Safety: Practical certainty that injury will not result from a hazard under defined conditions.
Sarcoma: cancer that arises from transformed cells of mesenchymal (connective tissue) origin.
SCF: The European Commission's Scientific Committee on Food (formerly the Scientific Committee for Food).
Serotonergic: Denoting a nerve ending that releases and or stimulated by serotonin.
Signal induction pathway: The molecular pathways that signal (i.e. turn on or off) biochemical pathways or biological functions (e.g. biochemical pathways leading to nerve conduction).
Single nucleotide polymorphism (SNP): DNA sequence variations that occur when a single nucleotide in the genome sequence is altered. For example, a SNP might change the DNA sequence AAGGCTAA to ATGGCTAA. By convention, SNPs occur in at least 1% of the population.
Strand breaks: Relating to DNA, a single strand break occurs when there is a break in double-stranded DNA in which only one of the two strands has been cleaved; the two strands have not separated from each other. Double strand breaks occur when both strands in the double helix are severed and are particularly hazardous to the cell because they can lead to genome rearrangements.
Sister chromatid exchange (SCE): Exchange of genetic material between two sub-units of a replicated chromosome.
Somatic cells: Any biological cell that forms part of the body of an organism, excluding reproductive cells and undifferentiated stem cells.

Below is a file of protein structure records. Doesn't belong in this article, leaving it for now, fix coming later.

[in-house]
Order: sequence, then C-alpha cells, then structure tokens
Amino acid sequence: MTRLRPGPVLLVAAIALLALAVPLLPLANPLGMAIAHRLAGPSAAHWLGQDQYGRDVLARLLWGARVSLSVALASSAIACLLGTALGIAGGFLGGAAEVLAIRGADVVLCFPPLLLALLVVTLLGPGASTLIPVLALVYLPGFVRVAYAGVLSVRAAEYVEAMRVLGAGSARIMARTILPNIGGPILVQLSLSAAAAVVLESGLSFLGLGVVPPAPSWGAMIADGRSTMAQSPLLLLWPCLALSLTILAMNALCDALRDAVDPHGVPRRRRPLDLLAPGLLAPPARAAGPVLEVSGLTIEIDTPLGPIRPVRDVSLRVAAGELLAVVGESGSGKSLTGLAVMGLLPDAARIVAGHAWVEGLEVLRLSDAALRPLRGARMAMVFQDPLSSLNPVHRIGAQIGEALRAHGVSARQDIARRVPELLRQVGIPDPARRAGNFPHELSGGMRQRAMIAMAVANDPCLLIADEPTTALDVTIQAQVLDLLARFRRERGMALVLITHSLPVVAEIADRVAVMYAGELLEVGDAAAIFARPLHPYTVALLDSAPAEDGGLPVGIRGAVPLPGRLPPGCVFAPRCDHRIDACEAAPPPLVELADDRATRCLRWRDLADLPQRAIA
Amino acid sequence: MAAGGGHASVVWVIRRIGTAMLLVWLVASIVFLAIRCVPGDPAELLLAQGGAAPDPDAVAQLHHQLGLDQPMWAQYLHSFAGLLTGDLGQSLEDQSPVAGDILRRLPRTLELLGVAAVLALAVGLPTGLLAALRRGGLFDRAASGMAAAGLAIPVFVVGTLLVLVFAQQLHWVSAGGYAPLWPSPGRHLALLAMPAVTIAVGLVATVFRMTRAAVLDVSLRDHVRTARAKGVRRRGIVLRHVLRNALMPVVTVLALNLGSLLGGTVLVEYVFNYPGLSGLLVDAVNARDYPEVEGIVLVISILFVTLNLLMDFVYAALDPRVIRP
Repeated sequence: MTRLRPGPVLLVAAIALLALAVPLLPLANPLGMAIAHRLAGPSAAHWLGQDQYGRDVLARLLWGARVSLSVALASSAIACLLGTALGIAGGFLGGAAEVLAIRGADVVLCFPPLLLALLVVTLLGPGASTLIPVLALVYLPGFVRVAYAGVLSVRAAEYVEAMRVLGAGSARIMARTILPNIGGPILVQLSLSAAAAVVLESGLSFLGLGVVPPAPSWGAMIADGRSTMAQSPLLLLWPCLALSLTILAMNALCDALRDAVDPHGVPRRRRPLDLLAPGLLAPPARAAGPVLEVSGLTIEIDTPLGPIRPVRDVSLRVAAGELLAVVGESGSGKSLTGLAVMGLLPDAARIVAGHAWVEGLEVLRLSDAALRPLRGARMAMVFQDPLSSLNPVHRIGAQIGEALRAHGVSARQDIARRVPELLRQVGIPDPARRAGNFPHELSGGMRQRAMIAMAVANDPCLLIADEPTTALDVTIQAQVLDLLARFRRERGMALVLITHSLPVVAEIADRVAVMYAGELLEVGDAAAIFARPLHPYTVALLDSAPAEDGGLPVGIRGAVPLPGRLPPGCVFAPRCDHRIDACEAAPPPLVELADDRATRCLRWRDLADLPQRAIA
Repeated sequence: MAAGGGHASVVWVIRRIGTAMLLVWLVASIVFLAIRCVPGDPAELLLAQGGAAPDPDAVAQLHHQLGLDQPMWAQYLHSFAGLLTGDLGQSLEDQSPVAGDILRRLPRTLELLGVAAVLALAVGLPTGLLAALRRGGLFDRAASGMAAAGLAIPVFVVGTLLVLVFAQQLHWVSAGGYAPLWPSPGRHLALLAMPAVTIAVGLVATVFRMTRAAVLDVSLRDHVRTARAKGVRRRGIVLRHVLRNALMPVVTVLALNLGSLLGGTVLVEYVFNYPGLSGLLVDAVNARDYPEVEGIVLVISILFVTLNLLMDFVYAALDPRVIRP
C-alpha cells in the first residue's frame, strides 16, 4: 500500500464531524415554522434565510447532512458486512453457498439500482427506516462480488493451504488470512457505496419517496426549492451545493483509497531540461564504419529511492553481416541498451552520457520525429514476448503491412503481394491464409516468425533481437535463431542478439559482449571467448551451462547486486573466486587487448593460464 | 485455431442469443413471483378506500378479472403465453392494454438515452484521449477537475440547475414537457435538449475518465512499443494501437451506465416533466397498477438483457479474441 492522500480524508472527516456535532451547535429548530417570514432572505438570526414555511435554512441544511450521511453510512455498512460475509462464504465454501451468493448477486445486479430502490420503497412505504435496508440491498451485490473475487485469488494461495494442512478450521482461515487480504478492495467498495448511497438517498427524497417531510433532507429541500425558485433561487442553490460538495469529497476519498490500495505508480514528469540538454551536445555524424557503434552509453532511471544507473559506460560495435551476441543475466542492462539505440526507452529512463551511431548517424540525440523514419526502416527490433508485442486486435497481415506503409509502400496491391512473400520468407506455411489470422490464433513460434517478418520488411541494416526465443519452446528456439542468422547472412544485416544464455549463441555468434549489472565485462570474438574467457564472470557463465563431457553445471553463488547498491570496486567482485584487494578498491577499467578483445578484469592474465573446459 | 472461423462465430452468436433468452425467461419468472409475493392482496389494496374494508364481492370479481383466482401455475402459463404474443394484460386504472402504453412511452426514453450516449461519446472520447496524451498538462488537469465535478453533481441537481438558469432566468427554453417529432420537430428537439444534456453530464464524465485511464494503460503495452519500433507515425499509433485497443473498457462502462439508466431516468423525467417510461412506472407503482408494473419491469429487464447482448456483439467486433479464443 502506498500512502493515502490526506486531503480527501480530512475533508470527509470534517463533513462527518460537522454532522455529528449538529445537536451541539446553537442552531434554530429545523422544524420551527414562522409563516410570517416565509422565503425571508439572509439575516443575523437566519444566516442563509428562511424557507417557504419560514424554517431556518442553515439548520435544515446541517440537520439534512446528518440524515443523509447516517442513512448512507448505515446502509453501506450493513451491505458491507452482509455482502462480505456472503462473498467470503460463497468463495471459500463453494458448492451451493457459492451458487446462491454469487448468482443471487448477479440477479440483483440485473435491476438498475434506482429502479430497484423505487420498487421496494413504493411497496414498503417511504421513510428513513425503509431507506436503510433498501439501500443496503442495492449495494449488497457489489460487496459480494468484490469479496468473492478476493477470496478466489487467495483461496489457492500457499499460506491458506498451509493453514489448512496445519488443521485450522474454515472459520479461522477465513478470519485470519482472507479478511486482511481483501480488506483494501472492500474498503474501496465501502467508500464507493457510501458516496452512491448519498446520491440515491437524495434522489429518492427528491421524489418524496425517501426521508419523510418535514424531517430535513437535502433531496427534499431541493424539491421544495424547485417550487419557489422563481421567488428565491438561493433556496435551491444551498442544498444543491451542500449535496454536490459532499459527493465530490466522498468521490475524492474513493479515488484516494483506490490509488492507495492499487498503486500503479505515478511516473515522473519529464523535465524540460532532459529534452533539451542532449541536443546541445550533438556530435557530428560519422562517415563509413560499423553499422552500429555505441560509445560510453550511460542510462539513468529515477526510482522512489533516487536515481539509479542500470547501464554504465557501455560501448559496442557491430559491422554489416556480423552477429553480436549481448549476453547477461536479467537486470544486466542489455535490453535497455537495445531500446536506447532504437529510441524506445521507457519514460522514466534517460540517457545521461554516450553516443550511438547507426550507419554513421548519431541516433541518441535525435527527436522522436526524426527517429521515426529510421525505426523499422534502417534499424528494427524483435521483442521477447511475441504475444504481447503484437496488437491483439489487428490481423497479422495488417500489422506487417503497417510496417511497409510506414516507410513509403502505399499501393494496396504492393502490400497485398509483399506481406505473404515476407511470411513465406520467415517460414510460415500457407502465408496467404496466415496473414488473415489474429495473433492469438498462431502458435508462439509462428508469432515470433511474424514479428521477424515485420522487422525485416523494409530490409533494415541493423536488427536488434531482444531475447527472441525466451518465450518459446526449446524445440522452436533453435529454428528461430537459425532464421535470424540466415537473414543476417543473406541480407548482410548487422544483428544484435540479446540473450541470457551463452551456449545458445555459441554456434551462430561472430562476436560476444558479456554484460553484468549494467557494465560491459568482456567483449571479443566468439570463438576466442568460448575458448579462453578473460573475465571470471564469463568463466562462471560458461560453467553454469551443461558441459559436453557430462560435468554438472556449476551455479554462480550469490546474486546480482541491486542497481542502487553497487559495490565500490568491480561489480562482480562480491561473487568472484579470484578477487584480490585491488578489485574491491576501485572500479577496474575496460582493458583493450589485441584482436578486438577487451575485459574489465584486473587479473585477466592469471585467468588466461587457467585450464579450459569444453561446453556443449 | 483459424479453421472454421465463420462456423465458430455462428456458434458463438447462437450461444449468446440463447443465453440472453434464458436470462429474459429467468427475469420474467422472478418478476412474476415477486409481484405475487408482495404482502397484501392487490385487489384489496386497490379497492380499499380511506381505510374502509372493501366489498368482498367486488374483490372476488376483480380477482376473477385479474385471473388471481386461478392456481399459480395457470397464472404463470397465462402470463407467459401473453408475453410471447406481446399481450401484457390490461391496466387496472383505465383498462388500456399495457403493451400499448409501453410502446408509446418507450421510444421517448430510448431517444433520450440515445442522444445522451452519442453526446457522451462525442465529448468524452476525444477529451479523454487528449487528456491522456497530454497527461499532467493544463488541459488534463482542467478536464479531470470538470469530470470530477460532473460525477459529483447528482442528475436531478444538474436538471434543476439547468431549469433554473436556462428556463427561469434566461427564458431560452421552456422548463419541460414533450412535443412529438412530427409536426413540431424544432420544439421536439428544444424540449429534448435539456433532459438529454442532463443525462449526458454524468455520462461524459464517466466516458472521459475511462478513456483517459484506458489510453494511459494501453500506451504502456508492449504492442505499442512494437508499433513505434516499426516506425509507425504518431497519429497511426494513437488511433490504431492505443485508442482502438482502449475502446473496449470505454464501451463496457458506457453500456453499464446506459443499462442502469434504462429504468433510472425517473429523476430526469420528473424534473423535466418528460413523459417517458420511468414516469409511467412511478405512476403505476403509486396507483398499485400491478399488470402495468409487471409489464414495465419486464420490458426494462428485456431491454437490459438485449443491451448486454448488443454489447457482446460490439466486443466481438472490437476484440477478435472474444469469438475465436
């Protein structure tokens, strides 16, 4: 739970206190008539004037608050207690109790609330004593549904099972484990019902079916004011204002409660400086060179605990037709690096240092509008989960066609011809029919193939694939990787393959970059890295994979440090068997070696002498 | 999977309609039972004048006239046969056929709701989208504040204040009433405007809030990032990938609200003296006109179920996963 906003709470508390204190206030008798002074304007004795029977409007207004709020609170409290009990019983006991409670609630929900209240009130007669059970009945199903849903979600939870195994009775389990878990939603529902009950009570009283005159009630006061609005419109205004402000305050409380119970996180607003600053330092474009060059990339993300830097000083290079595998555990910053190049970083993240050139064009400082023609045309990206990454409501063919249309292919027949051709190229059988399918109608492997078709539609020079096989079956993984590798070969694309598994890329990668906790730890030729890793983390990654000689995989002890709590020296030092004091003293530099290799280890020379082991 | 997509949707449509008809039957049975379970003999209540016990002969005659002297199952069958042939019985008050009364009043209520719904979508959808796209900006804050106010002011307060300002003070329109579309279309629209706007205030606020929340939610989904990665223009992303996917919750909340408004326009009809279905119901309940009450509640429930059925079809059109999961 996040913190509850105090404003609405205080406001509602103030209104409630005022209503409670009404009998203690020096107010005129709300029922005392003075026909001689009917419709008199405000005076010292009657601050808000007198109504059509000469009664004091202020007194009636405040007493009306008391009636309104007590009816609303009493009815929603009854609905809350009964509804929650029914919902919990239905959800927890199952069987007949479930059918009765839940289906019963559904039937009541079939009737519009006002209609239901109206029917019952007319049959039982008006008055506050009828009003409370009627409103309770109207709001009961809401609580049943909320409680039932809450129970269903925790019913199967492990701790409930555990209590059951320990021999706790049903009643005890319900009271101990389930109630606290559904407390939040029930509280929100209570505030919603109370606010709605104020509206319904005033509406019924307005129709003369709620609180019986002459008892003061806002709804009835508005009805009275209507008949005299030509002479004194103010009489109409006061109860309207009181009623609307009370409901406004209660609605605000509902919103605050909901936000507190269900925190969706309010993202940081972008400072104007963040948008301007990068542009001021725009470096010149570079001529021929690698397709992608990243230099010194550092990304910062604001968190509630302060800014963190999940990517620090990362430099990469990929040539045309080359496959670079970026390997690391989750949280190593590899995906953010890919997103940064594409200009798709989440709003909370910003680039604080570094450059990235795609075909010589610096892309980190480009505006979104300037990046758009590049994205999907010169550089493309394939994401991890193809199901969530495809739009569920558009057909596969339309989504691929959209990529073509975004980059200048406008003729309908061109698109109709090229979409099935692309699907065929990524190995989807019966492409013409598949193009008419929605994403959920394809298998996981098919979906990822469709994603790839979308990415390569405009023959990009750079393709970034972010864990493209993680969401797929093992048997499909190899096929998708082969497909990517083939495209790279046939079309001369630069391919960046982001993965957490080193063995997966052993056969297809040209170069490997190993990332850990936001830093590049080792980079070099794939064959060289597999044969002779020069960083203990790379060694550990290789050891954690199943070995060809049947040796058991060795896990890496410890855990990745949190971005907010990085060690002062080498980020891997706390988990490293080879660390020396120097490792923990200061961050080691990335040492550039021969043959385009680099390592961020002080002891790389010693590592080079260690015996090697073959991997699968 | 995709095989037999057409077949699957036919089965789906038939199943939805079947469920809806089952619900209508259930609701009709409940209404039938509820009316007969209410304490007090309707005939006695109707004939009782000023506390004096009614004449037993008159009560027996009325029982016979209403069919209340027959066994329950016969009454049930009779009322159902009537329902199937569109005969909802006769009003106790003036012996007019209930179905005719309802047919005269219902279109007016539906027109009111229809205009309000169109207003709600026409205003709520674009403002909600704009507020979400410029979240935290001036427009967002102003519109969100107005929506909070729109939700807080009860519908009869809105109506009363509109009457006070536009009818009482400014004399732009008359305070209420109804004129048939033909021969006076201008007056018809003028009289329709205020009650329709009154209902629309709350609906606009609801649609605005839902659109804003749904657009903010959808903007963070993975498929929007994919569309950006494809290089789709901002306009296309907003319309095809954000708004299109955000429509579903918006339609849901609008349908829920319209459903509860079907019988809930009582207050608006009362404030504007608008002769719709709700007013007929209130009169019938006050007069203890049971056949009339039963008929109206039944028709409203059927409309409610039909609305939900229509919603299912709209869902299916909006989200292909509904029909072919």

Stakeholder: A person or organisation representing the interests and opinions
of a group with an interest in the outcome of (for example) a review or policy decision.
Statistical significance: a conclusion drawn when, after carrying out a statistical test of the null hypothesis of no effect, the hypothesis is considered unlikely to be true. The criterion for the decision is often a probability (p) value, chosen to be, but not necessarily, p<0.05.
Stem cell: an unspecialized cell capable of perpetuating itself through cell division and having the potential to give rise to differentiated cells with specialized functions.
Suppressor gene: A gene which helps to reverse the effects of damage to an individual's genetic material, typically effects which might lead to uncontrolled cell growth (as would occur in cancer). A suppressor gene may, for example, code for a protein which checks genes for misspellings, and/or which triggers a cell's self-destruction if too much DNA damage has occurred.
Surfactant: Also called: surface-active agent. A substance, such as a detergent, that can reduce the surface tension of a liquid and thus allow it to foam or penetrate solids; a wetting agent.
Systematic review: A review that has been prepared using a documented systematic approach to minimising biases and random errors.
Systems biology: The computational and mathematical analysis and modelling of complex biological systems.
Systems toxicology: The integration of classical toxicology with quantitative analysis of large networks of molecular and functional changes occurring across multiple levels of biological organisation.